A major Hawaii laboratory that has conducted a large portion of COVID-19 diagnostic tests in the islands has suffered a major blow to its testing supply chain, which could cause significant delays in test result turnaround times.
The reagents are used for the laboratory’s fastest molecular-based testing machines, said Mark Wasielewski, president of DLS. Reagents are chemicals used to test patient swab samples.
Major mainland laboratories such as Quest Diagnostic Laboratories and LabCorp of America are competing for the same supplies, he said.
DLS’ capacity will shrink from 800 tests per day to 250 tests per day and the laboratory will only conduct high-priority testing locally for the immediate future, he said in an email.
Tests that aren’t flagged as crucial will be sent to mainland laboratories, but it could take up to 10 days for tests to be conducted there, he said.
“I am personally devastated that we cannot help with more testing as the demand and needs are rising in our state,” he said.
Other Hawaii laboratories are sharing supplies with DLS to assist its operations, he said. If given sufficient resources, DLS could perform as many as 2,000 tests per day with its current equipment.
Edward Desmond, the Hawaii State Laboratories Division administrator, said other Hawaii laboratories are already faced with supply shortages or will soon confront similar challenges.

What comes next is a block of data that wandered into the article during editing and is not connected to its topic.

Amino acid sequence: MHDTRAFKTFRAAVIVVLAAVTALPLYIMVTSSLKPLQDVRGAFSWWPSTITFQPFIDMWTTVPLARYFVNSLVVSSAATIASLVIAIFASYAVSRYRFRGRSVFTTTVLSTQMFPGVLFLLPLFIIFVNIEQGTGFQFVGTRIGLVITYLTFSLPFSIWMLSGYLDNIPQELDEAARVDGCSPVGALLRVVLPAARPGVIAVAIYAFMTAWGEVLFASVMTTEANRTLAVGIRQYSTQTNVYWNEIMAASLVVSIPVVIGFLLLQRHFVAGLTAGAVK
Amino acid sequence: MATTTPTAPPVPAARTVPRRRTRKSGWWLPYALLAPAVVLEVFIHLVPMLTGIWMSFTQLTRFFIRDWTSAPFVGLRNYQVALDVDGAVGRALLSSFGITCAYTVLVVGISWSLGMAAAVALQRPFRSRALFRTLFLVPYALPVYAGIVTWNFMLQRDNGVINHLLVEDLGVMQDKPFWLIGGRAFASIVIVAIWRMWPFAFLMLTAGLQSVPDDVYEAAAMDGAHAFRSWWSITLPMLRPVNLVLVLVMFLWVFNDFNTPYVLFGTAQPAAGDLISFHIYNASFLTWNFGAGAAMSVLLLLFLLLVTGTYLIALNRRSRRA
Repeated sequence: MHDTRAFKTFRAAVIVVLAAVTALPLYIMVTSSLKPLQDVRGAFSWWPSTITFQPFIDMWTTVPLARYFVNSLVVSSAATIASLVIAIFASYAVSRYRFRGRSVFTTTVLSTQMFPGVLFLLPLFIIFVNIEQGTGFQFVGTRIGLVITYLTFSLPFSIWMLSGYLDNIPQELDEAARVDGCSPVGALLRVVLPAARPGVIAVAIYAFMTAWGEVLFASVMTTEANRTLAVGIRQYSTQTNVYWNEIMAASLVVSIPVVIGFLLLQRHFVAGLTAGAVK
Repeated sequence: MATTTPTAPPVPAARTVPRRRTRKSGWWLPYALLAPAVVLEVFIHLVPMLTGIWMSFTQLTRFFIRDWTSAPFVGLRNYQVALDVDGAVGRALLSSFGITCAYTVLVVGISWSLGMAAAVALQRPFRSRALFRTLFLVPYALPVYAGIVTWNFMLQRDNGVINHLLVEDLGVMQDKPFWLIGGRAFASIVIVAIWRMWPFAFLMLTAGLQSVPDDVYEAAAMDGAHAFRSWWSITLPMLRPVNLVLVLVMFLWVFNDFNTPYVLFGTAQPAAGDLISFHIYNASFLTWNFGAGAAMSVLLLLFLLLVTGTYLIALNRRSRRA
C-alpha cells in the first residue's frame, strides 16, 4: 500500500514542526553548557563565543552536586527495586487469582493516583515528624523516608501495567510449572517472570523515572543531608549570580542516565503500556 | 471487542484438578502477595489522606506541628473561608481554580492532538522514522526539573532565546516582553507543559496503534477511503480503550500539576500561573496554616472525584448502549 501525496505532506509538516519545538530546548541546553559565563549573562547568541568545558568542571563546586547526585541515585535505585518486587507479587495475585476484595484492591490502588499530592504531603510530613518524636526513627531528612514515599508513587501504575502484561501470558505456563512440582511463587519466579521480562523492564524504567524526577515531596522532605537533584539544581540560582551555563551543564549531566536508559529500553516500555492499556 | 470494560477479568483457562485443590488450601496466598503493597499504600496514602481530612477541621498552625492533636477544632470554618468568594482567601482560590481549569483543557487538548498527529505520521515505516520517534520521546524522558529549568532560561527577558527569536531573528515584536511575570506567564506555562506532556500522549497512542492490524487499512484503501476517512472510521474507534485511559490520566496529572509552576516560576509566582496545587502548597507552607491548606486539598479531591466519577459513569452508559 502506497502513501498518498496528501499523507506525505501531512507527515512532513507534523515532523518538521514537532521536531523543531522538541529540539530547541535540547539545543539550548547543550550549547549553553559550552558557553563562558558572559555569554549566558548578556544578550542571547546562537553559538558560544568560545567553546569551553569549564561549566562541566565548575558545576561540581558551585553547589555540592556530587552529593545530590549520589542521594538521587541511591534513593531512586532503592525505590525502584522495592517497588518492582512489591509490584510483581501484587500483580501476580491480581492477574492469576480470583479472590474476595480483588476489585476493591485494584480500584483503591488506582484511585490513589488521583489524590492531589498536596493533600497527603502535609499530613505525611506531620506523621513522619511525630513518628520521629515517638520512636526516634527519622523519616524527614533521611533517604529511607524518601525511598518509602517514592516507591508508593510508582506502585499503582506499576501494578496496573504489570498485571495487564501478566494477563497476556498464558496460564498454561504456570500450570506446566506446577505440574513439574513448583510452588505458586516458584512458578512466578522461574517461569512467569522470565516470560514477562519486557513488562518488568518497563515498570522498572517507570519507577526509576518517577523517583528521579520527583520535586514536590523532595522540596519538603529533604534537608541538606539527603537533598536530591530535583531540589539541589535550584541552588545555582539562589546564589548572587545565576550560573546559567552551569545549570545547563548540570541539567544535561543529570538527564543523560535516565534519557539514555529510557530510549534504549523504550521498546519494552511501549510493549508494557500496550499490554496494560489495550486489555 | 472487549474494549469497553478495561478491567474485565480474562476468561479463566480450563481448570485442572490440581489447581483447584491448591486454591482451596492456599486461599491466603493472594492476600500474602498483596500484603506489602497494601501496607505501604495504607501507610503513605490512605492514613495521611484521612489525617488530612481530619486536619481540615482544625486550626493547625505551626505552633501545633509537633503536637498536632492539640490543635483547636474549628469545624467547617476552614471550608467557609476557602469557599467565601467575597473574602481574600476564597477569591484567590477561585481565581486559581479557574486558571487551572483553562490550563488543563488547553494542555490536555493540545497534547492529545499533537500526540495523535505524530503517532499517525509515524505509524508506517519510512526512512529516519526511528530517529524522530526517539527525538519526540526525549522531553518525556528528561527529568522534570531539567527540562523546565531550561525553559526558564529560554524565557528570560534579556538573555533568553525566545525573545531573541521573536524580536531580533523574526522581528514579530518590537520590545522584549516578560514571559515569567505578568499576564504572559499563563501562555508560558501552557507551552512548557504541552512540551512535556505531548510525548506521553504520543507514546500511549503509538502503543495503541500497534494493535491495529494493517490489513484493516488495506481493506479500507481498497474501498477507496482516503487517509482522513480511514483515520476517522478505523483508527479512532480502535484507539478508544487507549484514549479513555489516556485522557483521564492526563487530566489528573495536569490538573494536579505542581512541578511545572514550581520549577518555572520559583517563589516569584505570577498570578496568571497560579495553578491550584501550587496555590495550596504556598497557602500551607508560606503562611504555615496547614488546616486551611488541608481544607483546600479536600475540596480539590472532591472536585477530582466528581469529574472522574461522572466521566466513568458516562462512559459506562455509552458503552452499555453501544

“How long these shortages last is difficult to predict,” he told Civil Beat by email. “Because of current inventory on hand, shortages will not have an immediate serious impact.”
The state should be able to set priorities and maintain essential testing services, he said.
The Hawaii State Laboratories Division in particular currently has enough testing kits — which include reagents and supplies — to perform 25,000 tests, so it may help other laboratories in need of assistance to conduct essential testing.
The State Laboratories Division operates as a reference laboratory to check commercial laboratory results, maintain testing capacity reserves and conduct rapid testing for essential workers or in high-risk scenarios such as the recent outbreak of cases at an Oahu nursing home.
For several months, the State Laboratories Division has acquired testing supplies funded by the federal government through the International Reagent Resource, but the range of supplies available has “narrowed,” according to Desmond. The state laboratory is also purchasing testing instruments and supplies in the commercial market.
As of June 24, the average number of tests conducted daily in Hawaii was 1,289.
A ProPublica analysis updated July 7 found that Hawaii had a low number of positive tests per capita, and the state is just slightly short of a goal of 100 tests per 100,000 people per day.
The number of positive test results found per 100,000 people is on the rise, according to ProPublica’s metrics.
A program that would allow travelers to bypass the state’s 14-day quarantine if they have negative test results from their place of origin is slated to go into effect on Aug. 1. Due to a recent rise in cases, that date could be postponed, Gov. David Ige said this week.